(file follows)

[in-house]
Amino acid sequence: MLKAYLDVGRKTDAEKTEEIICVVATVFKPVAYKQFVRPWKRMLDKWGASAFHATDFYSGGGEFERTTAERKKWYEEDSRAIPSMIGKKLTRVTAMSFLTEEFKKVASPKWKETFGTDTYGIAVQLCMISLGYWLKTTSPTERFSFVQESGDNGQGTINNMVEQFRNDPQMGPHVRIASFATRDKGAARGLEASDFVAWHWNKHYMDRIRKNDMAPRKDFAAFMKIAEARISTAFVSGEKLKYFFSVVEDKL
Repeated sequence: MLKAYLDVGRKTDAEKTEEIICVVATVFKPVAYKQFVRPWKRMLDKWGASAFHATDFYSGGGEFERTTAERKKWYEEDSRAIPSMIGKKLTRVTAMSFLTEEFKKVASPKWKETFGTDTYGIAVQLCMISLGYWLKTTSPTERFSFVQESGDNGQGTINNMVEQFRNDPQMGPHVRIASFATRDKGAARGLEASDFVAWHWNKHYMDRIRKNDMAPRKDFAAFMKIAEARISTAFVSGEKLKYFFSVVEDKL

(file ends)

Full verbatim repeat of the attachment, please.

[in-house]
Amino acid sequence: MLKAYLDVGRKTDAEKTEEIICVVATVFKPVAYKQFVRPWKRMLDKWGASAFHATDFYSGGGEFERTTAERKKWYEEDSRAIPSMIGKKLTRVTAMSFLTEEFKKVASPKWKETFGTDTYGIAVQLCMISLGYWLKTTSPTERFSFVQESGDNGQGTINNMVEQFRNDPQMGPHVRIASFATRDKGAARGLEASDFVAWHWNKHYMDRIRKNDMAPRKDFAAFMKIAEARISTAFVSGEKLKYFFSVVEDKL
Repeated sequence: MLKAYLDVGRKTDAEKTEEIICVVATVFKPVAYKQFVRPWKRMLDKWGASAFHATDFYSGGGEFERTTAERKKWYEEDSRAIPSMIGKKLTRVTAMSFLTEEFKKVASPKWKETFGTDTYGIAVQLCMISLGYWLKTTSPTERFSFVQESGDNGQGTINNMVEQFRNDPQMGPHVRIASFATRDKGAARGLEASDFVAWHWNKHYMDRIRKNDMAPRKDFAAFMKIAEARISTAFVSGEKLKYFFSVVEDKL